Saturday, May 21, 2011

Rainbow Connection

In this blog post, MamaH exposes her bedtime tropes, which include mash-ups of AA Milne stories and the Three Stooges, as played by vegetables.  Very small vegetables.  

Baby Broccoli (whose name was a sad attempt at trying to get my son to respect vegetables) cohabits with Pooh and Piglet in the Hundred Acre wood.  Baby Broccoli's sidekick is Baby Corn, and the two little imps are always off on some adventure that Pooh and Piglet have to extricate them from.

Usually, the stories end up in some sort of slapstick race where one unlikely thing happens after the next.  My son thinks they are hilarious.  In fact, they are so hilarious that he ends up jumping up and down in the bed, squealing at the twists and turns in the story, and waking up his little sister who had inevitably *just* settled down to sleep.

I haven't figured out exactly what these two "boys" look like-- do they look like broccoli and corn?  Because that's sort of creepy.  Anyhow, my son doesn't seem to mind. The main thing is that they are funny, single-word-with-exclamation-point-screaming boys.  They appeal.

However, they don't necessarily serve the purpose of a bedtime story to CALM and RELAX.  At the end of the story, my son is inevitably:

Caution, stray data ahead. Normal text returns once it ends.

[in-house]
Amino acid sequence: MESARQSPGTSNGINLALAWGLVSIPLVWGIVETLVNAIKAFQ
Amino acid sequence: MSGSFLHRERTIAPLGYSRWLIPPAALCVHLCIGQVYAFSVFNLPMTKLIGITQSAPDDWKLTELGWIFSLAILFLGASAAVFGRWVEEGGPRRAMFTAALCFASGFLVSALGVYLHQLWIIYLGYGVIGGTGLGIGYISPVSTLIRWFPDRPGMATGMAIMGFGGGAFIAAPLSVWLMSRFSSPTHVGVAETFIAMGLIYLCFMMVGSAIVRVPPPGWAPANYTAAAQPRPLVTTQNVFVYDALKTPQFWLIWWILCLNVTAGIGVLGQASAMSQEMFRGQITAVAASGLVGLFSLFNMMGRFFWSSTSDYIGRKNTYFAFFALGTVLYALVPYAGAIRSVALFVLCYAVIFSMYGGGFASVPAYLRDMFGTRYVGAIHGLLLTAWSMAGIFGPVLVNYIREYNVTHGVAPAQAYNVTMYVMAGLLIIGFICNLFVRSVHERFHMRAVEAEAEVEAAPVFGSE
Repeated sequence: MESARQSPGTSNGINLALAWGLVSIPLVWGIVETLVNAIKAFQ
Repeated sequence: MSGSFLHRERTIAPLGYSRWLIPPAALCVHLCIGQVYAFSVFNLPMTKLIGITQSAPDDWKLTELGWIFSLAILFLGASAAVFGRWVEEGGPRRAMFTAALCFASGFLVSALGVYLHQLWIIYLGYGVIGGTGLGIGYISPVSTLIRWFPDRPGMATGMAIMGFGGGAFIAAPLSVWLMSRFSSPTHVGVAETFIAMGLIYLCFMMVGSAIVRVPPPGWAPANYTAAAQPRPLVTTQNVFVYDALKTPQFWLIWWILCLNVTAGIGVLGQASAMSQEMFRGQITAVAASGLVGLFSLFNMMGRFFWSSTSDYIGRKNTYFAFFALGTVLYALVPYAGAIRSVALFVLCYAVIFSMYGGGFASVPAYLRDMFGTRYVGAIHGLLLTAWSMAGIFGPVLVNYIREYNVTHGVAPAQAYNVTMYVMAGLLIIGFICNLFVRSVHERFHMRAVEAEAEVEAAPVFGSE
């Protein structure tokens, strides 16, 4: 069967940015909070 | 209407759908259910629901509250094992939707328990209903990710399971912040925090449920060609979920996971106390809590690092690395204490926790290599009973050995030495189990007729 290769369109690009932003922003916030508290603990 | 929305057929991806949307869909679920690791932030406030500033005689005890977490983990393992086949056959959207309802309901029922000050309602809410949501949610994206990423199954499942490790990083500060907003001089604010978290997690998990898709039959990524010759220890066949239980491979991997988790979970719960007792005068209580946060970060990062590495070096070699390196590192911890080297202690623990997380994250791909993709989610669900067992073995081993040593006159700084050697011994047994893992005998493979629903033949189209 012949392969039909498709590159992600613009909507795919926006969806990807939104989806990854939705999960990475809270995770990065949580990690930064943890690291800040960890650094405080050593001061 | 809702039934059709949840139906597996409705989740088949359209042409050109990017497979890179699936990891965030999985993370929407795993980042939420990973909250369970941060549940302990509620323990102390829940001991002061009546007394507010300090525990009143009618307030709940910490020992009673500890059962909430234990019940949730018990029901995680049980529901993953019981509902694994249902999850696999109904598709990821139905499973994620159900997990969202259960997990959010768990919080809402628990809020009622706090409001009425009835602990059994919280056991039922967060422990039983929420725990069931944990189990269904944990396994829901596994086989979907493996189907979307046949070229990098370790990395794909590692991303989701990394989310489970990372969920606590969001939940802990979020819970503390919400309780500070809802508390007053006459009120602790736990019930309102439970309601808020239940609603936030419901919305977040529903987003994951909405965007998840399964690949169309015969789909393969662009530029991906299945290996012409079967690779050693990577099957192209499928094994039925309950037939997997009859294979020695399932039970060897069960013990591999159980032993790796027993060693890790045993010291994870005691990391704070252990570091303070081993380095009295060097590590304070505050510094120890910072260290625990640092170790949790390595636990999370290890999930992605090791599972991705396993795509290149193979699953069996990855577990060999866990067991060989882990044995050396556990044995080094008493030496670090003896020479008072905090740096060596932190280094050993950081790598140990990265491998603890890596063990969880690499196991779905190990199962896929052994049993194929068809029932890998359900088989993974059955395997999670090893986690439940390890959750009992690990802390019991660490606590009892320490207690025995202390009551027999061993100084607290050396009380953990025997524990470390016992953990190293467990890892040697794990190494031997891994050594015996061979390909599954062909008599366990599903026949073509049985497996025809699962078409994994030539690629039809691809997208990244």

a) Belligerent
b) Crying
c) Shouting continuations "...and then they get in a rocket ship and go up up up to the moooooon!"
d) Crying from having laughed so hard

Tonight was "movie night", so that necessitated a shorter version of events, and preferably one that did not involve keeping up the already-past-her-experation-date sister.  

Tonight Baby Broccoli and Baby Corn witnessed a quadruple rainbow in the field across the street, and ran over to catch it.  They ran and ran, feeling like the closer they got to it, the more it receded.  Until they stopped and looked around and realized that they were actually IN the rainbow.  The rainbow enveloped the entire field and became a sort of glowing blanket that skimmed over the surface of the ground.  

The two boys found that they could run and slide on it; they could arc around as though ice skating; the slightest of pressure with their hands or feet could steer them one way or another, as if swimming, or weightless in space.

There need be no end to this story.  No closure, no resolution.  Baby Broccoli, Baby Corn, my son and the rainbow.  Sublime.

1 comment:

Suzy said...

I used to play lullabies to get my daughter to go to bed, to know avail. Years later she told me that the lullabies made her sad and lonely, so she couldn't go to sleep.

Hey, you're blogging again!